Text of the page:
State of Israel
Great Britain decided the Palestine problem was beyond its powers to solve, and referred it to the United Nations. In November, 1947, the UN voted to partition Palestine between the Arabs and Jews, leaving Jerusalem in an international zone. Arab leaders rejected the plan, and fighting broke out. On May 14, 1948, as the British mandate ended, Jewish leaders proclaimed the state of Israel. David Ben-Gurion became the first prime minister.1948 Arab-Israeli war. This map shows the area given to Israel by the United Nations (UN) Partition Plan of 1947 and the territory Israel gained in the 1948 Arab-Israeli war.
The new state beat off invasion by the neighboring Arab League countries. Fighting ended in 1949 with Israel occupying part of Jerusalem and a part of Arab Palestine. Israel refused to withdraw and no treaty was signed. Arabs were expelled from the captured areas, creating enormous refugee problems. Many remained in Jordanian refugee camps indefinitely. In 1950 Jordan annexed the remainder of Arab Palestine, including eastern Jerusalem.
In October, 1956, Israel attacked Egyptian bases on the Sinai Peninsula and advanced within 10 miles (16 km) of the Suez Canal. Meanwhile, Great Britain and France moved to seize the canal. The UN stopped the British-French attack and achieved a truce. Israeli forces eventually withdrew.
During the 1960's, tension remained high. There were frequent border clashes, but full-scale war did not break out until June, 1967. In six days, Israel defeated the allied forces of Egypt, Syria, and Jordan and quickly captured the Gaza Strip, the Sinai Peninsula, the Golan Heights, and all Jordanian territory west of the Jordan River (thus gaining full control of Jerusalem). The conflict, known as the Six Day War, was halted by a UN-arranged cease-fire.Six-Day War. This map shows the territory Israel gained as a result of its June 1967 war with Egypt, Syria, Jordan, and Iraq. Israelis call this war the Six-Day War because it lasted six days. At the end of the war, Israel held the Sinai Peninsula and the Gaza Strip, which had been under Egyptian control; the Golan Heights, which was Syrian territory; and the West Bank, which had been claimed by Jordan.
Within months the Israelis and Arabs had resumed limited warfare, usually in the form of air strikes and commando raids. There were frequent clashes along the Lebanese border and the Suez Canal. Palestinian extremists launched a worldwide terrorism campaign against Israel and its friends.
Tensions grew until October, 1973, when Egypt and Syria made a full-scale attack against Israel on the Jewish holiday of Yom Kippur. Iraq and Jordan sent troops to assist in what came to be known as the Yom Kippur War. With the support of both the United States and the Soviet Union, the UN effected a cease-fire on the 22nd day of fighting. There were then Egyptian forces in the Sinai and Israeli forces west of the Suez Canal; the Golan Heights were occupied by Israeli forces. Partial Israeli troop withdrawals from Syrian and Egyptian territory were arranged in 1974.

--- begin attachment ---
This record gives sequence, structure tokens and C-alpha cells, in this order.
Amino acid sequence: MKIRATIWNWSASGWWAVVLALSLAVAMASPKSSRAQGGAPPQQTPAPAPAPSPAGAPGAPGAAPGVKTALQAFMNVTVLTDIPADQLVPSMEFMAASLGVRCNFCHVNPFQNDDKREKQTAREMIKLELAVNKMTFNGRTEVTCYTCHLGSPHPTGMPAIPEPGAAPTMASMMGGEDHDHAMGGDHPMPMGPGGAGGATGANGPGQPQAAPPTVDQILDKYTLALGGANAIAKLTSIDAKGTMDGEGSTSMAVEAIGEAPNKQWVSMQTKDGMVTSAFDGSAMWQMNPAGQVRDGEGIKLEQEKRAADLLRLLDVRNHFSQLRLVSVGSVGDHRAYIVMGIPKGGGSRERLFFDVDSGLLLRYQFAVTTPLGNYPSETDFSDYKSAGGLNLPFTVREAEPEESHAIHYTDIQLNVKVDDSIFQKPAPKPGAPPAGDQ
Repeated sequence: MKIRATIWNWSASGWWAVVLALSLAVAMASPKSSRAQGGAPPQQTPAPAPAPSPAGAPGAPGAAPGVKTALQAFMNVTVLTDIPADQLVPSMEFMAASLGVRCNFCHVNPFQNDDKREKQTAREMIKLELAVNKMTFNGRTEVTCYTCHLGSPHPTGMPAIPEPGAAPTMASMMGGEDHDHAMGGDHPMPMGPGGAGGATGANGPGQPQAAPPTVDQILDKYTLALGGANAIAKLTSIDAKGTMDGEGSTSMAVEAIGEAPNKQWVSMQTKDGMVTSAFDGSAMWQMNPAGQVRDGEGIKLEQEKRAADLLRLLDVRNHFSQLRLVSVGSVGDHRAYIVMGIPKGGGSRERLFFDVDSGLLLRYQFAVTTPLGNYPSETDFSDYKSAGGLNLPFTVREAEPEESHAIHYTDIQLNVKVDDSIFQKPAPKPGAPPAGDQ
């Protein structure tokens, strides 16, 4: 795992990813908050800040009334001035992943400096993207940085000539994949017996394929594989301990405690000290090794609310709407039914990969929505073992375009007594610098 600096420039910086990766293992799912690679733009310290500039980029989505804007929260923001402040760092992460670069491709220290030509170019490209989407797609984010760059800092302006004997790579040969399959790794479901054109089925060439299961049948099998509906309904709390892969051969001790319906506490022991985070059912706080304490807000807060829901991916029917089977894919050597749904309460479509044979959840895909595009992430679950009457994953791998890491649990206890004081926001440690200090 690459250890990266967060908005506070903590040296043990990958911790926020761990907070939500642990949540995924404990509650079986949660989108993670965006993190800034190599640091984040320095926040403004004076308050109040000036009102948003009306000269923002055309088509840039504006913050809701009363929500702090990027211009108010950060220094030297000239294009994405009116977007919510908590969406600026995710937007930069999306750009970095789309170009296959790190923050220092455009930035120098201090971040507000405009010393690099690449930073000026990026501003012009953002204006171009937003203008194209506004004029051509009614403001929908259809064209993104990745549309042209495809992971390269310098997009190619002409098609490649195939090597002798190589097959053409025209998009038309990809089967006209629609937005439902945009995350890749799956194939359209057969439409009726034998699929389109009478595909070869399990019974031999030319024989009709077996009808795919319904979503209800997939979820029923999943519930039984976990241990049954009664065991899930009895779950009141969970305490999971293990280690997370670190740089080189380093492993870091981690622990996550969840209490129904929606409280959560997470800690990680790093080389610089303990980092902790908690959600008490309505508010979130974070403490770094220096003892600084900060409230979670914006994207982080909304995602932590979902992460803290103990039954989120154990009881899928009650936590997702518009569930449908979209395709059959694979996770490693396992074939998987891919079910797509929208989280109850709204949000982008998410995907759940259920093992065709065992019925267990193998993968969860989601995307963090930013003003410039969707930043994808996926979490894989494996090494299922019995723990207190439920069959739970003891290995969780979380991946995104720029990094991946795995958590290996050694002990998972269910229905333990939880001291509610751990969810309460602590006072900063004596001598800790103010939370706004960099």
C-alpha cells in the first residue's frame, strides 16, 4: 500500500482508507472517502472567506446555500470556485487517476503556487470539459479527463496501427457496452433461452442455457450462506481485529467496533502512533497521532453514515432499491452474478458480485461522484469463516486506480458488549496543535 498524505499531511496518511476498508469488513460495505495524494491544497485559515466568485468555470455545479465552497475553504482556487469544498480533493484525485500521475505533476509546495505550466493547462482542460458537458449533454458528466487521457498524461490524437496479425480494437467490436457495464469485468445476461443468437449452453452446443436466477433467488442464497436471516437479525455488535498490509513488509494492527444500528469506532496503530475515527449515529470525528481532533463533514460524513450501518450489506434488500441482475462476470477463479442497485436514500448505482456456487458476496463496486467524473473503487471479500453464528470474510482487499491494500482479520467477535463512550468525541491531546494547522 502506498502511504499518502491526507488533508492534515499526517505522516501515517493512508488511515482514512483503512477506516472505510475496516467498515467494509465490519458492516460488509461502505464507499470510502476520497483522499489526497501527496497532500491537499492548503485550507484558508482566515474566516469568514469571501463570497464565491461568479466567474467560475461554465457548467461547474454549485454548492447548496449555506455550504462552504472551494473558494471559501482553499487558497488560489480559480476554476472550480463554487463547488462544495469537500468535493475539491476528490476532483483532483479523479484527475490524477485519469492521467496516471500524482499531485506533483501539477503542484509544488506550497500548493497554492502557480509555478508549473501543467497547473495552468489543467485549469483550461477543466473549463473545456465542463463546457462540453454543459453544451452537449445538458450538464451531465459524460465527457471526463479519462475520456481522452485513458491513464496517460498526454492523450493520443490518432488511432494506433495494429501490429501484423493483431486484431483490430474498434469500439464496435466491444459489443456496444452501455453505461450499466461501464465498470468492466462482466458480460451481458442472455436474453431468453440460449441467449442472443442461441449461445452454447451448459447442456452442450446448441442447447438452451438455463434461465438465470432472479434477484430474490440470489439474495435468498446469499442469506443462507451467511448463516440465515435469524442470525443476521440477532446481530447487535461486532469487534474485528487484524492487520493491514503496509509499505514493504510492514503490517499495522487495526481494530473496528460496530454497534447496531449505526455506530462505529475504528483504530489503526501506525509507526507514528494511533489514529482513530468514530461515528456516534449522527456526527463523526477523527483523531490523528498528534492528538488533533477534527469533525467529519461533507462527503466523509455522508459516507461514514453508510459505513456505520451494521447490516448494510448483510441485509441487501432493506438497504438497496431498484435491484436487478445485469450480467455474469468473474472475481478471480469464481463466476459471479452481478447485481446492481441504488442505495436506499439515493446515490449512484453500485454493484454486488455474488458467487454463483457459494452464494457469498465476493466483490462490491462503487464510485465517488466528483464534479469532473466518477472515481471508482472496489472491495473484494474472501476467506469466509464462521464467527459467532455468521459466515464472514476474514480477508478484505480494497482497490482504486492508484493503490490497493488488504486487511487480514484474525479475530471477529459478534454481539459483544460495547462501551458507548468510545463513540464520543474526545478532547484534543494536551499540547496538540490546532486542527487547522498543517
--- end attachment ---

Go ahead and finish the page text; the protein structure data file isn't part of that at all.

Israel sought a permanent peace settlement with the Arab countries, but made no progress toward such an accord until President Anwar Sadat of Egypt made a visit to Jerusalem in 1977. In 1979 a peace treaty was signed, under which Egypt regained the Sinai in a series of steps ending in 1982. In exchange, Egypt recognized Israel's sovereignty.Sinai withdrawal. This map shows the stages of Israel's withdrawal from the Sinai Peninsula. Israeli troops withdrew from the westernmost part of the peninsula in 1975. A further withdrawal occurred in 1979, and the final withdrawal took place in 1982.
Israel's occupation of Jordanian and Syrian lands continued to hamper efforts toward peace with the other Arab countries. Tensions were heightened in 1981 when Israel annexed the Golan Heights and in 1982 when the country invaded and occupied southern Lebanon. Israeli forces withdrew from most of Lebanon in 1985.
During 198791, Israeli control of occupied areas was challenged by an Arab resistance campaign called the intifada (uprising). In 1991, peace talks began between Israel and the Palestine Liberation Organization (PLO), Syria, Jordan, and Lebanon. In a peace agreement in 1994 the PLO agreed to end its conflict with Israel, and Israel gave the PLO limited autonomy over the Gaza Strip and the West Bank town of Jericho. Israel and Jordan also signed a peace treaty.
In September, 1995, Israel's prime minister, Yitzhak Rabin, and PLO chairman Yasir Arafat signed an agreement expanding Arab self-rule in the West Bank. In November Rabin was assassinated by a right-wing Jewish opponent of the pact. In 2000, Israel ended its occupation of southern Lebanon, and there was a marked increase in acts of violence between Palestinians and Israel. Israeli and Palestinian leaders agreed in 2003 to consider a plan for peace supported by the United Nations and several countries, but acts of violence and retaliation continued. Despite Palestinian opposition, Israel began constructing a fence to separate Palestinian areas from other parts of the country. In 2004, the Knesset approved prime minister Ariel Sharon's plan to remove Israeli settlers from Gaza and parts of the West Bank. Palestinians were to assume complete control of these areas.